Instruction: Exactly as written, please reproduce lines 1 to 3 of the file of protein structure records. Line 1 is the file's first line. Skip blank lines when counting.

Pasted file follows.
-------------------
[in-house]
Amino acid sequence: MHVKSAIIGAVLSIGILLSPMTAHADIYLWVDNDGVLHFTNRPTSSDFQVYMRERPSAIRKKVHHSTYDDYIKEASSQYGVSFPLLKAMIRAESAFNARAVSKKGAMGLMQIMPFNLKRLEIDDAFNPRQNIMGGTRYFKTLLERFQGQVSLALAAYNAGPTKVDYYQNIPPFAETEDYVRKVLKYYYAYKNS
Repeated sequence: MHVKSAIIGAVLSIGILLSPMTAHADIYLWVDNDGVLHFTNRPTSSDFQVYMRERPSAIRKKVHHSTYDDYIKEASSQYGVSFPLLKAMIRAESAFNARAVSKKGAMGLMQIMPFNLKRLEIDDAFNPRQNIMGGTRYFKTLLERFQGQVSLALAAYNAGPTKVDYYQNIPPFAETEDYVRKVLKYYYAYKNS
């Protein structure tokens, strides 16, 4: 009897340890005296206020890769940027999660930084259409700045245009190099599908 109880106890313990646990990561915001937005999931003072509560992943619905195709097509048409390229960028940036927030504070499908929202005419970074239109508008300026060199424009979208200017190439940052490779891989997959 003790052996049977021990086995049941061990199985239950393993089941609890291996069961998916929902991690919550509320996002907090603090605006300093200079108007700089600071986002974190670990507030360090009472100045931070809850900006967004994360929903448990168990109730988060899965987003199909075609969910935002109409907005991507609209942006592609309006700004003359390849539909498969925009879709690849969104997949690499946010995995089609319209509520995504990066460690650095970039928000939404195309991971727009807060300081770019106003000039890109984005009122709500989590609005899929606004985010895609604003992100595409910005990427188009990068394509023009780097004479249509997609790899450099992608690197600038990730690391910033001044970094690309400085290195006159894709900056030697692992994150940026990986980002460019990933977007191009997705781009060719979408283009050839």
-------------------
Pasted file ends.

[in-house]
Amino acid sequence: MHVKSAIIGAVLSIGILLSPMTAHADIYLWVDNDGVLHFTNRPTSSDFQVYMRERPSAIRKKVHHSTYDDYIKEASSQYGVSFPLLKAMIRAESAFNARAVSKKGAMGLMQIMPFNLKRLEIDDAFNPRQNIMGGTRYFKTLLERFQGQVSLALAAYNAGPTKVDYYQNIPPFAETEDYVRKVLKYYYAYKNS
Repeated sequence: MHVKSAIIGAVLSIGILLSPMTAHADIYLWVDNDGVLHFTNRPTSSDFQVYMRERPSAIRKKVHHSTYDDYIKEASSQYGVSFPLLKAMIRAESAFNARAVSKKGAMGLMQIMPFNLKRLEIDDAFNPRQNIMGGTRYFKTLLERFQGQVSLALAAYNAGPTKVDYYQNIPPFAETEDYVRKVLKYYYAYKNS